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Livin’ La Vida Lava

Hawaii’s Big Island offers cool hikes through molten caves.

 

Visit a lava tube at Hawaii’s Volcanoes National Park, and you’ll be walking down stairs and along boardwalks under bright lights. Visit a lava tube with Hawaii Forest & Trail, and you’ll be clambering over treacherous terrain with nothing but the sunshine, a thin rope and your guide to help.

Trekking through a lava tube—a cave formed by molten lava—is the highlight of the four-hour Holoholo Hualalai tour, much of which is first experienced from the bumpy seat of a Pinzgauer truck, offered by Hawaii Forest & Trail on the Big Island of Hawaii. The holoholo tour (it means “ramble around”) starts near the beach in Kona, then wanders up 6,000 feet through three climate zones toward the top of the Hualalai volcano.

Special Access to Craters

Our guide, Matt Radosevich, offered the perfect combination of adventure and education. We bounced over the volcanic fields while he provided a running commentary on Hawaiian geology, history and mythology.

The trip ends on private land once owned by the Hawaiian royal family. Hawaii Forest & Trail, named 2006 Ecotourism Operator of the Year by the Hawaii Ecotourism Association, is the only commercial tour operator allowed access through the two locked gates onto land most Hawaiians have never seen.

The tour includes stops at three kinds of craters. The fissure crater was formed when the ground split open as lava flowed to the sea. Lua Manu Aloha (“bird pit,” named for the flock of exotic parrots that once lived there) was formed when the surface collapsed, exposing a hole 100 meters deep and 100 meters across. The Kaupulehu Crater was formed when lava exploded out of the volcano.

Into the Lava Tube

And, finally, there is the lava tube. Plan for a short hike over uneven terrain, then a tricky climb down into the tube and across the sharp lava rocks for a view lit by a natural skylight that few have seen.

The tube is short, about half the length of a football field, but the trail can be treacherous, making it unsuitable for people with mobility problems or small children. The site is unimproved, unless you count the single clothesline rope that aids in the climb down. We climbed over and ducked under huge lava rocks as we picked our way through the tube.

My daughter Tess, 11 at the time, was nervous at first climbing down into the tube. But once inside, she was awed.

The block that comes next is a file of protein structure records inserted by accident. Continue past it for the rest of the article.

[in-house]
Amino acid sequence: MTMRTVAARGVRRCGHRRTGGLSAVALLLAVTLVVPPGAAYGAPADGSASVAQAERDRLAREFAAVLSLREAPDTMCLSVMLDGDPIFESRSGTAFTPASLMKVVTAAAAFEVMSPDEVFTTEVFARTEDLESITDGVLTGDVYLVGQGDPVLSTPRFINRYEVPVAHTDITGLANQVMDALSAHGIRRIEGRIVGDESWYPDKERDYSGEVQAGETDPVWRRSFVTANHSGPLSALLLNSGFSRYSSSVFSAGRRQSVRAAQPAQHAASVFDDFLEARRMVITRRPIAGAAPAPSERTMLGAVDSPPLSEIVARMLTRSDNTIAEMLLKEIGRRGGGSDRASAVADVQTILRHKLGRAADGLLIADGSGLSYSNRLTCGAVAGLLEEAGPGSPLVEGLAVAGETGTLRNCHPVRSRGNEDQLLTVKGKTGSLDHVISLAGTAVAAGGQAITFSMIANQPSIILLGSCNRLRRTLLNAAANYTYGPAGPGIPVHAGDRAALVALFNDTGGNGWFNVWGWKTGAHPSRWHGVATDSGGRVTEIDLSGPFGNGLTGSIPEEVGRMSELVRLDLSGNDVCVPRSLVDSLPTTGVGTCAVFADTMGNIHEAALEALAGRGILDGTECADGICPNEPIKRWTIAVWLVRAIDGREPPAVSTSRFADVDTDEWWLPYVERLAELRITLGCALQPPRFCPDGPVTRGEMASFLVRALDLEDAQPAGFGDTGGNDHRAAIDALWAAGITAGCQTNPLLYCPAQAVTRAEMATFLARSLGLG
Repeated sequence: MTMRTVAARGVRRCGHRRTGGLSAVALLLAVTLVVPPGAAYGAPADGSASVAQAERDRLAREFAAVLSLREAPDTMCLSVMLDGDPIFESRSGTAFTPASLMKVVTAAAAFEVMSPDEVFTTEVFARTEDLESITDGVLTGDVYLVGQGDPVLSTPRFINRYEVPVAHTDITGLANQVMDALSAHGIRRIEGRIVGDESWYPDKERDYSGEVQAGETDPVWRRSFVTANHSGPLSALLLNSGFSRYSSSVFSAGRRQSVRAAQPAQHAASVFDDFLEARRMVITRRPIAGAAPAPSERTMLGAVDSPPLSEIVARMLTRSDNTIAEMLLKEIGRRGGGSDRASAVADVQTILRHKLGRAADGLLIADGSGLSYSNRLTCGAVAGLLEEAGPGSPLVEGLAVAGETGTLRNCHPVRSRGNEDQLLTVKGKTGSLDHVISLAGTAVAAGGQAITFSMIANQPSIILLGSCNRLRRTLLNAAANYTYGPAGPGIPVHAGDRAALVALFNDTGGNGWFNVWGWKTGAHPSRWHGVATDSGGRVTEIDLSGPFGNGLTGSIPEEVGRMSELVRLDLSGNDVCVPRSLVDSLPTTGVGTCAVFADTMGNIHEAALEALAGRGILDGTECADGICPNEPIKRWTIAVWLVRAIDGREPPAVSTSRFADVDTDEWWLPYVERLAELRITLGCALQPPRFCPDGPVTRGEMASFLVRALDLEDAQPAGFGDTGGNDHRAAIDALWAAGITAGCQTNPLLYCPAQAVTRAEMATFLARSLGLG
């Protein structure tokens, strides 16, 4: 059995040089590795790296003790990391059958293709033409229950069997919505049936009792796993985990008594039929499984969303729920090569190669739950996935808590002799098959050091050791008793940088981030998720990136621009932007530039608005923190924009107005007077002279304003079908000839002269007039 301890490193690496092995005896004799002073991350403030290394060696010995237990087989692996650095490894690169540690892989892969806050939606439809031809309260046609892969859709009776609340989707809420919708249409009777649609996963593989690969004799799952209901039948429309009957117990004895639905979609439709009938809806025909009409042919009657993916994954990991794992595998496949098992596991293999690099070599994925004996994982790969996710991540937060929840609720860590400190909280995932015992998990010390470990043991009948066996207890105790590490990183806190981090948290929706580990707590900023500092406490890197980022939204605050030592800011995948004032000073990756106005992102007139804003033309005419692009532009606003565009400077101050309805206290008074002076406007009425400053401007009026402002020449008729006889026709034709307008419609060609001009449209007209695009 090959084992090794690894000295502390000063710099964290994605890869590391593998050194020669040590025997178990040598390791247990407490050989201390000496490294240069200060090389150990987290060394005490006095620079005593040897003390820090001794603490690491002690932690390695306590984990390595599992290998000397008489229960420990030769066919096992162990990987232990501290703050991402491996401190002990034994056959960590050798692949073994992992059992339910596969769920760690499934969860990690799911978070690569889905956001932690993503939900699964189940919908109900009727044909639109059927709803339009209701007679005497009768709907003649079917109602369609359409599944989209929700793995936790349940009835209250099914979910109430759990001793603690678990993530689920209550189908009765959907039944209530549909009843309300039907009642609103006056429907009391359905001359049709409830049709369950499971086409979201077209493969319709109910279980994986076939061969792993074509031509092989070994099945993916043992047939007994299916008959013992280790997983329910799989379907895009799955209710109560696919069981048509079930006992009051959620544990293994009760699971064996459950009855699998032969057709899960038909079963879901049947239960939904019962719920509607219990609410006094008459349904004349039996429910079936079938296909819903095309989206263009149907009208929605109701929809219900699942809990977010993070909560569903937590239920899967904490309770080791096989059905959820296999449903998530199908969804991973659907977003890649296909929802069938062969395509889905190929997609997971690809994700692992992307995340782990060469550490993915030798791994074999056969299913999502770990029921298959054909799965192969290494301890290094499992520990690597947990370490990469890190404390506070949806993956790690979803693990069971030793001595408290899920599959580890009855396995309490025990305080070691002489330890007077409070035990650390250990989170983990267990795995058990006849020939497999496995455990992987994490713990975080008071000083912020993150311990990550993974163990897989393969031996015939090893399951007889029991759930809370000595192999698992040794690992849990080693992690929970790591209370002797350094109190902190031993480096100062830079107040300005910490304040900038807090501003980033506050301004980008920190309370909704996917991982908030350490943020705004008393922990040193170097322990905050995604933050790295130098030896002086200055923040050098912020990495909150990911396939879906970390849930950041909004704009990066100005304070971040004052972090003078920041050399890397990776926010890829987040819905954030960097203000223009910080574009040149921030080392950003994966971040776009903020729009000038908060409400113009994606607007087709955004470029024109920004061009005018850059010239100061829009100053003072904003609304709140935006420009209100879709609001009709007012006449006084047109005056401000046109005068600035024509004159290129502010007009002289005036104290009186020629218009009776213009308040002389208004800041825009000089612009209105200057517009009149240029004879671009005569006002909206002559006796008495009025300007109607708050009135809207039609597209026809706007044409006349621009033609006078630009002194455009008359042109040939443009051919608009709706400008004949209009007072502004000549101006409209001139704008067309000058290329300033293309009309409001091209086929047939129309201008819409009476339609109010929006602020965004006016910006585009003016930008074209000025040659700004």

We stopped in the middle to run our hands over the black rocks that jutted out from the walls and to marvel at the wonders of Mother Nature. At some points, the tube is just 15 feet wide and 15 feet high, but an overhead crater that serves as a natural skylight lit the interior with a magical glow and made it feel less claustrophobic.

Along the way, expect to be regaled with stories of Pele, the Hawaiian volcano goddess.

Our favorite: the story of the Ohia tree. Ohia was in love with Lehua, but the passionate Pele wanted Ohia for herself. When he refused, pledging his love to Lehua instead, an angry Pele turned him into a tree. Lehua, overwhelmed with sadness, turned to the gods for help. They couldn’t bring her beloved back, so they turned Lehua into a beautiful red flower that would bloom on the Ohia tree, allowing the lovers to be together forever.

If You Go

Wear sturdy closed-toe shoes for walking on the uneven surfaces, pants to protect against the sharp lava rocks and, for women, a sports bra to make the jarring Pinzgauer ride more comfortable. The tour company provides everything else you might need, including hand wipes, drinks, snacks and jackets for the chilly air at the higher elevations.

This tour is somewhat physically demanding, so it is best for physically fit travelers over the age of 6 years. The only bathrooms are behind the trees, and there are no barriers or railings at the craters, which made for a few scary moments when an adventurous 8-year-old in our group insisted on edging forward to get a better look.


Destinations: Hawaii, Big Island of Hawaii

Themes: Family Travel, Outdoor Adventures


User Comments

Tripping Big Island We just returned and definitelly recommend taking one of the Hawaii Forest and Trail tours just to get a feel for the island's lore and fauna. The staff were very knowlegeable. We also can recommend the Hawaii Big Island Trailblazer for touring independently. They had all the maps and directions for finding beaches and trails on our own. The last recommendation is going to view the lava meeting the sea in Volcano National Park, a once-in-a-lifetime experience.....new land being born. Buy or bring some water shoes for walking on the lava.

Added it to my trip list We've been to Kauai twice in the last three years and definitely need to check out the Big Island. We really want to visit Volcanos National Park but were reluctant to do so until our kids got a bit older. I'm pretty sure at 4 and 6 they can tackle this now. Very cool article. Thanks.

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